Influential Voice In Southern Rock, Gregg Allman Dies At 69 Singer-songwriter Gregg Allman of The Allman Brothers Band died on Saturday at the age of 69. Music journalist Amanda Petrusich takes a look back at Allman's legacy with NPR's Michel Martin.
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Influential Voice In Southern Rock, Gregg Allman Dies At 69

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Influential Voice In Southern Rock, Gregg Allman Dies At 69

Influential Voice In Southern Rock, Gregg Allman Dies At 69

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MICHEL MARTIN, HOST:

In 1969, Gregg Allman and his older brother Duane Allman formed The Allman Brothers Band. It was one of the era's most popular concert bands. Gregg Allman's signature bluesy voice and his skills on the keyboard made The Allman Brothers one of the most influential groups in southern rock with classics like "Midnight Rider," "Melissa" and "Whipping Post." Gregg Allman died today at his home in Savannah, Ga., at 69 years old. Joining us to tell us more about him is music journalist Amanda Petrusich. Welcome. Thank you so much for speaking with us.

AMANDA PETRUSICH: Thank you so much for having me.

MARTIN: What made him such an influential figure?

PETRUSICH: Well, one of the things that I think is most remarkable about The Allman Brothers - The Allman Brothers Band and, of course, Gregg is that they were founded in Macon, Ga., in 1969. The band's original drummer, the great Jaimoe Johanson, was black, and the other five members of the group were these skinny, long-haired hippies who wore bellbottoms and silver jewelry and unbuttoned their shirts too far and had grown up listening to soul and rhythm and blues records.

So for me, the idea that a band like this existed and thrived in a small southern town at the end of the 1960s is just truly remarkable. I mean, even independent of all of the incredible things that they did musically, it was just such an act of dissent from the start. And what's funny, I think, is that the Allmans were so instrumental in the genesis of what we now call southern rock - you know, a genre that's associated perhaps unfairly with Confederate flags and pickup trucks and all this sort of iconography that suggests, you know, an unwelcoming or an outdated worldview - that it's easy to forget they were revolutionary inclusive at the time.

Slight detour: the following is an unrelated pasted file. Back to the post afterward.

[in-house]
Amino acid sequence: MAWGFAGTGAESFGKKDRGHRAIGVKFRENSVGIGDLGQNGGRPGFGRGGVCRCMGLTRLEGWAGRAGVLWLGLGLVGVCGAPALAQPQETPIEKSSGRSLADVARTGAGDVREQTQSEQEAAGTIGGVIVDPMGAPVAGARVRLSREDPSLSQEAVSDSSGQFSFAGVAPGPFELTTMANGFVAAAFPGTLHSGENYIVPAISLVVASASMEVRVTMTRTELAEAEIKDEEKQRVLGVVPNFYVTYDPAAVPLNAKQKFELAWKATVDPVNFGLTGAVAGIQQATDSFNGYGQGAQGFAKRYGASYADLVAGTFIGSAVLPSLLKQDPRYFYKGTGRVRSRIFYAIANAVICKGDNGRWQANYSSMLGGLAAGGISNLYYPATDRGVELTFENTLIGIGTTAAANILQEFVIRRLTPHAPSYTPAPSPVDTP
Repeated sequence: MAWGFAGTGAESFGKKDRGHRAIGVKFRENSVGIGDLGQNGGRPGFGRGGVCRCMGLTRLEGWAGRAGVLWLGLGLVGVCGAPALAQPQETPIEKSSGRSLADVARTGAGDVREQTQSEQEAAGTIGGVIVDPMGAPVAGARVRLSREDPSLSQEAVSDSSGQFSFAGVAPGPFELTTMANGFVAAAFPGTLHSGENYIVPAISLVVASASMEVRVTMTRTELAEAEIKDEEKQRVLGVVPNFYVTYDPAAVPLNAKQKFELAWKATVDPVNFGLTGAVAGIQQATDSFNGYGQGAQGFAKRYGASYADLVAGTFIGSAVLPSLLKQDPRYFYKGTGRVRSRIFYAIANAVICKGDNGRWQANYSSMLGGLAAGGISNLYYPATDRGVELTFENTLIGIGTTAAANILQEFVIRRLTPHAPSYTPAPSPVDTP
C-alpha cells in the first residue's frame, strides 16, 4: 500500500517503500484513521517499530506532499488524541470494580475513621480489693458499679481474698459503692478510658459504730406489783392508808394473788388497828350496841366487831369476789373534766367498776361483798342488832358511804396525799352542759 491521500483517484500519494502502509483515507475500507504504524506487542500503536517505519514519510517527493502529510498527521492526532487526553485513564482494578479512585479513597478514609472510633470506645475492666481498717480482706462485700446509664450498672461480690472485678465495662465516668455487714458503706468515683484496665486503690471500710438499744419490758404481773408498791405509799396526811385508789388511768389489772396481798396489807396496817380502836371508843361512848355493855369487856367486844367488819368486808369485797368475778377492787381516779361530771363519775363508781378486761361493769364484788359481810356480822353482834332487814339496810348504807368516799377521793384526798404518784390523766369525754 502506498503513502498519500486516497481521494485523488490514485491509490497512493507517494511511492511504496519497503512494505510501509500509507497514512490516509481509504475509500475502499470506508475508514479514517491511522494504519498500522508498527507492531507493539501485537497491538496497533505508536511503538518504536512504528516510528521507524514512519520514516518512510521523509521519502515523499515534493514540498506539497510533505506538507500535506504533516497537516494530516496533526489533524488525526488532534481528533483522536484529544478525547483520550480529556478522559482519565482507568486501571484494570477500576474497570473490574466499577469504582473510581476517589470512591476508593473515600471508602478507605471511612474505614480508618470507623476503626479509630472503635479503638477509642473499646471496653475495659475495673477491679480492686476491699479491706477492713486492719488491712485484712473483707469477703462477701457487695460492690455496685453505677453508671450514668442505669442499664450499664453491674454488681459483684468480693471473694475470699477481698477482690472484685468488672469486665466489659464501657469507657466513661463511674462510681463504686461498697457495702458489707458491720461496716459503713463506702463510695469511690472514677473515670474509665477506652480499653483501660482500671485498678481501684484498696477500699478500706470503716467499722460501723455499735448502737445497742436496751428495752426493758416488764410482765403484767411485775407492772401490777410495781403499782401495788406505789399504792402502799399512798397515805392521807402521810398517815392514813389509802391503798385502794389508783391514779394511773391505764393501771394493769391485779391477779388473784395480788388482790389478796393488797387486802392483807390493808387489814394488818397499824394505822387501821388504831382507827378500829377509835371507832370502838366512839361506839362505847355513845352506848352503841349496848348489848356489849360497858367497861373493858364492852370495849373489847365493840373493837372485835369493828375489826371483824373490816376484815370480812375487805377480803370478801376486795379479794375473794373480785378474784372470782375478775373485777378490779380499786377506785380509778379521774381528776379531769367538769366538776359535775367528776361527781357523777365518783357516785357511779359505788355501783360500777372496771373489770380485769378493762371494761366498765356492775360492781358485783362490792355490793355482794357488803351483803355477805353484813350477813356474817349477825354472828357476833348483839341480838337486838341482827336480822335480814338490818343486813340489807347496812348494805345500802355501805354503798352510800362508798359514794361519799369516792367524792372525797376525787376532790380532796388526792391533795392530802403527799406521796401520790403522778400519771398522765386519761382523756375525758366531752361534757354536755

You know, I mean, 1969, it's a year after Martin Luther King was assassinated. It's, you know, a time in which many American school districts had yet to be desegregated. So while their musical legacy is vast and I think Gregg's work as a musician, you know, will be remembered and re-remembered in the days to come, this is such an important part of their history, too, for me.

MARTIN: Thank you so much for telling us about this. I mean, we only have a couple of seconds left. Tell us what the song that you must listen to. What's the one song, if you miss any other, what you have to - what do you have to hear?

PETRUSICH: Sure. For me it's "Whipping Post." I mean, Gregg wrote some amazing songs, but I think that's the one.

MARTIN: All right. That's music journalist Amanda Petrusich joining us from her home in Brooklyn, N.Y., talking about musician Gregg Allman, who died today at the age of 69 in Savannah, Ga. Amanda, thank you so much for speaking with us.

PETRUSICH: Thank you.

(SOUNDBITE OF SONG, "MIDNIGHT RIDER")

THE ALLMAN BROTHERS BAND: (Singing) Silver dollar. But I'm not going to let them catch me, no, not going to let them catch the...

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